A right triangle is a triangle with one right angle. The side opposite the
right angle is called the hypotenuse, and the other two sides are called the
legs. The angles opposite the legs, by definition, are complementary. Suppose
that the legs have lengths a and b, and the hypotenuse has length c. The
Pythagorean Theorem states that in all
right triangles, a^{2} + b^{2} = c^{2}. For a more thorough discussion of right
triangles, see Right Triangles.

In this text, we will label the vertices of every right triangle A, B, and C.
The angles will be labeled according to the vertex at which they are located.
The side opposite angle A will be labeled side a, the side opposite angle B will
be labeled side b, and the side opposite angle C will be labeled side c. Angle
C we will designate as the right angle, and thus, side c will always be the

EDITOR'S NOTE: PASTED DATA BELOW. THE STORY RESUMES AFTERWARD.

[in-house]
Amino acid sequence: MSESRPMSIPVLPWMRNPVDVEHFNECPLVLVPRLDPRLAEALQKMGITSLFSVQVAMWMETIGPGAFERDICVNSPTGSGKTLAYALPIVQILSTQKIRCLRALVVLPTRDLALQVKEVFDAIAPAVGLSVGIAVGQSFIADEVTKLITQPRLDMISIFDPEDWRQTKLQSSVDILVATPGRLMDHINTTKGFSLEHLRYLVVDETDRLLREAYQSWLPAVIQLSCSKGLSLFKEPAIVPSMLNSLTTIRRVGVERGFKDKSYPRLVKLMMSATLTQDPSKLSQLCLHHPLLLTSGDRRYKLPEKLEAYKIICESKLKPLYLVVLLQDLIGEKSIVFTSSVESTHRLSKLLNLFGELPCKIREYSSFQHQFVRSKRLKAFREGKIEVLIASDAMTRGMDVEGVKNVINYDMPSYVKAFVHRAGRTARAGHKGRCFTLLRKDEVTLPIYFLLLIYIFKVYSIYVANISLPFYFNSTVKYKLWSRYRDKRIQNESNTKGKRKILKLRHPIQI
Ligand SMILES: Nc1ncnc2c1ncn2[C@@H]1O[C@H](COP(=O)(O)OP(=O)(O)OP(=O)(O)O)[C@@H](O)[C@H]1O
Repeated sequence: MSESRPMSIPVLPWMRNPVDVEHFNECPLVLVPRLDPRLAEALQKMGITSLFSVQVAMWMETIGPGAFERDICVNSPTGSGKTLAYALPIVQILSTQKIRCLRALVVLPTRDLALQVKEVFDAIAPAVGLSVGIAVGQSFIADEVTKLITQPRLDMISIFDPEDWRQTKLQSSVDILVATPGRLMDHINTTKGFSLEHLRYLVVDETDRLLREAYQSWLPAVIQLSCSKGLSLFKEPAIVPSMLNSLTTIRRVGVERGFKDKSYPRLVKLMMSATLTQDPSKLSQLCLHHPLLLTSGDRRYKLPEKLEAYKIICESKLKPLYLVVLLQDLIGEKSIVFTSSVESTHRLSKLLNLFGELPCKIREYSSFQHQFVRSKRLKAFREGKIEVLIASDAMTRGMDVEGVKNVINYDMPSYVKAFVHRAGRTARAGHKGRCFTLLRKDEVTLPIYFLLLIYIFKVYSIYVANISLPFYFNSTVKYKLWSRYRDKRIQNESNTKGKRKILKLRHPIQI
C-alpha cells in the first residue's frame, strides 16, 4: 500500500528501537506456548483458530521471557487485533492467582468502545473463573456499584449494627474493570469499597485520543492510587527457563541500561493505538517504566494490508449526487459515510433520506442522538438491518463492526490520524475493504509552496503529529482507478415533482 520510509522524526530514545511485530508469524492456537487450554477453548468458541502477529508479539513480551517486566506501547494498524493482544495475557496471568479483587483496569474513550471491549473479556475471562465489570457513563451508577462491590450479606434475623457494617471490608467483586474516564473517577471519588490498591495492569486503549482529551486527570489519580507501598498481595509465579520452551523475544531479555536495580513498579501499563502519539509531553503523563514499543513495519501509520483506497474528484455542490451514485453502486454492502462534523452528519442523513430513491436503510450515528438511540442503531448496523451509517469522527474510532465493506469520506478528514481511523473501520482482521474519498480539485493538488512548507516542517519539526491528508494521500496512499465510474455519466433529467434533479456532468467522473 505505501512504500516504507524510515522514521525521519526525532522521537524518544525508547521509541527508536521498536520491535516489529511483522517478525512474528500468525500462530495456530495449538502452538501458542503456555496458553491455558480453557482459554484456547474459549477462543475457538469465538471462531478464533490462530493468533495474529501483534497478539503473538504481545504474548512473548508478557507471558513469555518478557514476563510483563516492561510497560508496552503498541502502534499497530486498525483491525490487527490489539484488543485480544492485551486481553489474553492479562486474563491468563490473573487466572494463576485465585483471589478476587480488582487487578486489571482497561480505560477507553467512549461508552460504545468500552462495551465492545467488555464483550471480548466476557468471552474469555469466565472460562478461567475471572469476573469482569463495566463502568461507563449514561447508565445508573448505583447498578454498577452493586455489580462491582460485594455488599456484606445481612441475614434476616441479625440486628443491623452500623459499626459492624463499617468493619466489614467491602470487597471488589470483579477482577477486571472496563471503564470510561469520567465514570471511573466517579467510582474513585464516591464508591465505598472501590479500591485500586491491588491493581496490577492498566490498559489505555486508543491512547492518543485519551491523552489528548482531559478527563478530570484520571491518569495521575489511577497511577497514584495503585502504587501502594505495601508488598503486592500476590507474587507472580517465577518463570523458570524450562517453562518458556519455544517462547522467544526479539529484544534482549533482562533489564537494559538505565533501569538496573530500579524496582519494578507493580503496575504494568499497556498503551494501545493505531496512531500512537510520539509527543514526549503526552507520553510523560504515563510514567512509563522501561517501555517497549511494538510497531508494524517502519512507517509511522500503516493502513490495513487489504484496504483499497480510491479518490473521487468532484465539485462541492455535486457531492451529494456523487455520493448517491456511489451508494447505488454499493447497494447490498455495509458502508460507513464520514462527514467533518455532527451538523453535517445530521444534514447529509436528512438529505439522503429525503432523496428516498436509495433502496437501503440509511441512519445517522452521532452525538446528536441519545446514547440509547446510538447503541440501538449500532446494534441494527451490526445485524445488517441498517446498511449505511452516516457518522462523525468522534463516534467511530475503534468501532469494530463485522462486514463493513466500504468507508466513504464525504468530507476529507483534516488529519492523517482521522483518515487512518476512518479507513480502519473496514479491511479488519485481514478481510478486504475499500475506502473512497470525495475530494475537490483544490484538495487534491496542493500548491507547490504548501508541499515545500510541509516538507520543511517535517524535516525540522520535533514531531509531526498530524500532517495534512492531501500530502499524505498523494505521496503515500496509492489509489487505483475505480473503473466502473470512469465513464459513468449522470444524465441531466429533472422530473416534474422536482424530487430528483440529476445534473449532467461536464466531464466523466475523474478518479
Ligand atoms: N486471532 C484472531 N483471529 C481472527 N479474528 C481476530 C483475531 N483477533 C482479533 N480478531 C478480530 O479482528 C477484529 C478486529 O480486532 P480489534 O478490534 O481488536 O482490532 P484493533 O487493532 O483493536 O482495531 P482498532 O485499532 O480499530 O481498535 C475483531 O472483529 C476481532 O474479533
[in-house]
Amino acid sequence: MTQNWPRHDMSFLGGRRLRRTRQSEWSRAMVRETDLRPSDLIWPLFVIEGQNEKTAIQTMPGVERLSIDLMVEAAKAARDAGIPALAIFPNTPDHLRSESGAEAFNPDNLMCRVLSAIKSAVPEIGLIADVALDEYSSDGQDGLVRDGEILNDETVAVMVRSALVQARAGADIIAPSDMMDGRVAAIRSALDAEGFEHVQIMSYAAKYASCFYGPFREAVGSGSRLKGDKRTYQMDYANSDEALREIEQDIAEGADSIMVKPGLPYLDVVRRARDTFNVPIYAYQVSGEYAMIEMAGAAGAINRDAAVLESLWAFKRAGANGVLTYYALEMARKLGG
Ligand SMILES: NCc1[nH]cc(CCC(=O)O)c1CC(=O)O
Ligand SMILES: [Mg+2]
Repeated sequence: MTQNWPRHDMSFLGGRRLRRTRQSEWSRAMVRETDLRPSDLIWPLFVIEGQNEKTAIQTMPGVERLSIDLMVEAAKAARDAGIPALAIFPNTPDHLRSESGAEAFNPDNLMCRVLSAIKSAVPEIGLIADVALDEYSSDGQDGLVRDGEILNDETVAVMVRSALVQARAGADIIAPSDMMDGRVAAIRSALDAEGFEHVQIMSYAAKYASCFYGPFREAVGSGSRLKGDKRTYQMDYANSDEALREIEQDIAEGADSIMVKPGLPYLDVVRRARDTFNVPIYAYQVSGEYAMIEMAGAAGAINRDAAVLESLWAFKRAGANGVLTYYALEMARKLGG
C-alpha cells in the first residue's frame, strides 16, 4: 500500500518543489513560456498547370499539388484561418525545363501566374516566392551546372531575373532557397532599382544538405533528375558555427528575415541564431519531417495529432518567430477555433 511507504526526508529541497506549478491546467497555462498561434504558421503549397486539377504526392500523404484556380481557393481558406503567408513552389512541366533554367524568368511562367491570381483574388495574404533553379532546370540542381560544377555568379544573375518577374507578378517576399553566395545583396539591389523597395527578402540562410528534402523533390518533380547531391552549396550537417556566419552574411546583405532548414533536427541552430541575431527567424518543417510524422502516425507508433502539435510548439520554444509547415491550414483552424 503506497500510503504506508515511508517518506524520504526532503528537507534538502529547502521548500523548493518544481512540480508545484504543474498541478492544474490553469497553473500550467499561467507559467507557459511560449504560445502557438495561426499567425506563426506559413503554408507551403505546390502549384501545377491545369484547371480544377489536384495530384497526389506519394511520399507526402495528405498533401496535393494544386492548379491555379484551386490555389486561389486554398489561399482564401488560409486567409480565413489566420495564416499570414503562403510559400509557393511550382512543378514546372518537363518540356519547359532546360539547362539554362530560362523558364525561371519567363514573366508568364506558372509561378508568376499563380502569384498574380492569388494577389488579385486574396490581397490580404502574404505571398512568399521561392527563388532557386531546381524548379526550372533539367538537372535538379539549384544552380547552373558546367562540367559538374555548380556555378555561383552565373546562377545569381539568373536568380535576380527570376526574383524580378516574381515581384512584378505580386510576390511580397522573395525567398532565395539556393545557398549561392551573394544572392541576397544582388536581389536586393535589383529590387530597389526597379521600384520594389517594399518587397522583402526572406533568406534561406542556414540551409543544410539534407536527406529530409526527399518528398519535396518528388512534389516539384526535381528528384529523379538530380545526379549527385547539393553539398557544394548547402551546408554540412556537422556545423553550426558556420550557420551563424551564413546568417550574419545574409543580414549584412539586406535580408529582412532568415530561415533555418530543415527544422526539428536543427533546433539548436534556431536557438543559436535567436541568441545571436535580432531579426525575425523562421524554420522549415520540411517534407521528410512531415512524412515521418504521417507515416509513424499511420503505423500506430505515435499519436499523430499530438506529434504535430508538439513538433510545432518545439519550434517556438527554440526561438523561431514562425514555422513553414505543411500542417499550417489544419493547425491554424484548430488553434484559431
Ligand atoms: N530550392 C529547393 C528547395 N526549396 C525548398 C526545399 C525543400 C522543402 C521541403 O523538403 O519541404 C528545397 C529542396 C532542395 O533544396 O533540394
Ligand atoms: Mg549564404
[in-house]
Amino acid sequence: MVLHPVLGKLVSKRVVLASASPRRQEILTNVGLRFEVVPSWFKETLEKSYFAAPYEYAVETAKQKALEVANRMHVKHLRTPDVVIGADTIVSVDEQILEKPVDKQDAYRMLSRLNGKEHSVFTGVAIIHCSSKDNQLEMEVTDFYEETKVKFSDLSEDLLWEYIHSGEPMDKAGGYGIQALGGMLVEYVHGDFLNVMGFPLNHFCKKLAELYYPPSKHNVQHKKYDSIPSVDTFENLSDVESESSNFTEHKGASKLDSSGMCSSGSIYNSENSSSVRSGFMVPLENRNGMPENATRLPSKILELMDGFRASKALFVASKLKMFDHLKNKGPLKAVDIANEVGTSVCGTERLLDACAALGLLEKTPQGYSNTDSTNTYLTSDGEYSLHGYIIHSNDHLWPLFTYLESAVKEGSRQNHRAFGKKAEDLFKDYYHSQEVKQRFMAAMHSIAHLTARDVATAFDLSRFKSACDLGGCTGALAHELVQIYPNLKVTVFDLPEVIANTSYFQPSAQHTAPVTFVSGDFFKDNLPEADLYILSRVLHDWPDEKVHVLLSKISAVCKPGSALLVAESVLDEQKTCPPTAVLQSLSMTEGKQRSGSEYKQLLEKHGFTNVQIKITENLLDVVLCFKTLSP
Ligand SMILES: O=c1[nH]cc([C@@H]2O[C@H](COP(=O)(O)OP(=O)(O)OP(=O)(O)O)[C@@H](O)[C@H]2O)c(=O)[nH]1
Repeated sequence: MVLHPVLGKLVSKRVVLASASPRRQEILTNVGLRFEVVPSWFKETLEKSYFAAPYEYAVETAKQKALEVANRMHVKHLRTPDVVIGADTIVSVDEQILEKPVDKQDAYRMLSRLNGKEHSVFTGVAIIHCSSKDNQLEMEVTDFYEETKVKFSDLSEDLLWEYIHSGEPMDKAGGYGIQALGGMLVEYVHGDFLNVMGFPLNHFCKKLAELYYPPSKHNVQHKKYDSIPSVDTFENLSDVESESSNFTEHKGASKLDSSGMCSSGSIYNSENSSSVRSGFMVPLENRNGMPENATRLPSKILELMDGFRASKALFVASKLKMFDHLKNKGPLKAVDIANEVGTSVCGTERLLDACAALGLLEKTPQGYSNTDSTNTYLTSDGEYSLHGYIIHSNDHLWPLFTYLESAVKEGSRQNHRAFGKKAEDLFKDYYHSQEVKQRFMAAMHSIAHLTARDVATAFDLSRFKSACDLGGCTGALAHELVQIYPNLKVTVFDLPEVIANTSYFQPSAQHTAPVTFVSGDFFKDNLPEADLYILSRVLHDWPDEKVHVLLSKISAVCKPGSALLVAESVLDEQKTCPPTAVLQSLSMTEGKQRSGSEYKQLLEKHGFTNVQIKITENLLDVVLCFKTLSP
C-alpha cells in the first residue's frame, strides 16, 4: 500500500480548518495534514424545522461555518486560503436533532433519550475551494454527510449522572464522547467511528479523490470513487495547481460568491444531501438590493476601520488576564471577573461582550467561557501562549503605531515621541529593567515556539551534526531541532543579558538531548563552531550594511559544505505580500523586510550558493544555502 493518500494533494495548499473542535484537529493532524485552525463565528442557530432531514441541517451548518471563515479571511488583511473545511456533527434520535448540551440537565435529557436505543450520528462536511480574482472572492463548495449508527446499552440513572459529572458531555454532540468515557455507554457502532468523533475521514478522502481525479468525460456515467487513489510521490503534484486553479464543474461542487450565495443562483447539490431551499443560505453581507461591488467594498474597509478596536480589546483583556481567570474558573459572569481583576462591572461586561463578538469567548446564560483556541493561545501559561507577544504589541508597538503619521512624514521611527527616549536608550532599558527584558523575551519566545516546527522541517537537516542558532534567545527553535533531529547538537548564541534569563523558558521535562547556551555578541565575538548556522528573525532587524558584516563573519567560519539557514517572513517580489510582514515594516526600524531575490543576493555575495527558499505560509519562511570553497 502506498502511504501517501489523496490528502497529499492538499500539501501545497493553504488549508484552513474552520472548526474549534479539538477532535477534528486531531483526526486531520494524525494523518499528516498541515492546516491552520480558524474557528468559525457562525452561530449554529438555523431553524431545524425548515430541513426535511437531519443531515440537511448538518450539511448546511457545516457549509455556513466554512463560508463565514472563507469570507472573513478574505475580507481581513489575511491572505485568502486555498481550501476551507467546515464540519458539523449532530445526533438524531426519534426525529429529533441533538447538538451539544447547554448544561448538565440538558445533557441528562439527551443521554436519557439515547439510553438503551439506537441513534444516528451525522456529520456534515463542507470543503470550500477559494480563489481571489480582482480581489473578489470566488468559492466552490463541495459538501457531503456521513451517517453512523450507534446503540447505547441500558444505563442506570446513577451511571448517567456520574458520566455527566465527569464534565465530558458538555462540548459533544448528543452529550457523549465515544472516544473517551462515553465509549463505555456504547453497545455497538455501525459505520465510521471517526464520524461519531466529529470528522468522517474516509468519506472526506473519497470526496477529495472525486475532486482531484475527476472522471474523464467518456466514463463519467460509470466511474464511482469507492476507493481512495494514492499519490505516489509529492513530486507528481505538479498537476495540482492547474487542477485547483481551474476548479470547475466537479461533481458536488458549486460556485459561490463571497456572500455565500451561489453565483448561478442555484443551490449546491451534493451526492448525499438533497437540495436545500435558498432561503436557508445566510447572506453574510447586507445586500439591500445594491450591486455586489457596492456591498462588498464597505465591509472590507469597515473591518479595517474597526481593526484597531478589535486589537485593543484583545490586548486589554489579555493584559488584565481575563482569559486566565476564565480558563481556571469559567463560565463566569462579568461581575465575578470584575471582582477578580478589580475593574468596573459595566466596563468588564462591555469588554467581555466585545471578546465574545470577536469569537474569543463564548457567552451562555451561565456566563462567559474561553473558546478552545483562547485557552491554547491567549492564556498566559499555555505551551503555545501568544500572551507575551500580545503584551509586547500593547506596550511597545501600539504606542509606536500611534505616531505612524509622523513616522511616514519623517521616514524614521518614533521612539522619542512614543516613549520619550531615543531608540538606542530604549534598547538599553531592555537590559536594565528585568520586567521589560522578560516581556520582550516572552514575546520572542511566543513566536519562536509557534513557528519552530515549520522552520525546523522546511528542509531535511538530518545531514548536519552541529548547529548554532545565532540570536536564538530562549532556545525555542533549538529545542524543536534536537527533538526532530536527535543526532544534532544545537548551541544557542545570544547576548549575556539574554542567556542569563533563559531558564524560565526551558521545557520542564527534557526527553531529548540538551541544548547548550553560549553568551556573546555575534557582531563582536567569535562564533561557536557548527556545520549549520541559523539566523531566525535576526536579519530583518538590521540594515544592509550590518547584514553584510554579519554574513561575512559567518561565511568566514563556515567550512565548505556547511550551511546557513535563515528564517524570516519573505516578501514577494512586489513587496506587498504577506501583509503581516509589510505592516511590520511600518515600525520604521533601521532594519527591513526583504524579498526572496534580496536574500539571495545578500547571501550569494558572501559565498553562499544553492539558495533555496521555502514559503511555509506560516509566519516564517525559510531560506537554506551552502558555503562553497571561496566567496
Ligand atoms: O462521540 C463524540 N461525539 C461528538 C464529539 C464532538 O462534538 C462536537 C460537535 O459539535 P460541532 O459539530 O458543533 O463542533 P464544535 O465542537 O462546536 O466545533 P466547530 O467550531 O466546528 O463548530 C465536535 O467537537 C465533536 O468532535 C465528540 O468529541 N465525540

hypotenuse. Angle A will always have its vertex at the origin, and angle B will
always have its vertex at the point (b, a). Any right triangle can be situated
on the coordinate axes to be in this position:

The triangle above is the general form of the right triangles we'll study in
these sections on solving right triangles. Whenever you need to diagram a right
triangle, this model is convenient and easy to follow.

In Trigonometic Functions, we
defined the trigonometric functions using the coordinates of a point on the
terminal side of an angle in standard
position. With right triangles, we have a
new way to define the trigonometric functions. Instead of using coordinates, we
can use the lengths of certain sides of the triangle. These sides are the
hypotenuse, the opposite side, and adjacent side. Using the figure above, the hypotenuse is side c, the
opposite side is side a, and
the adjacent side is side b. Here are the sides of a general right triangle
labeled in the coordinate lane.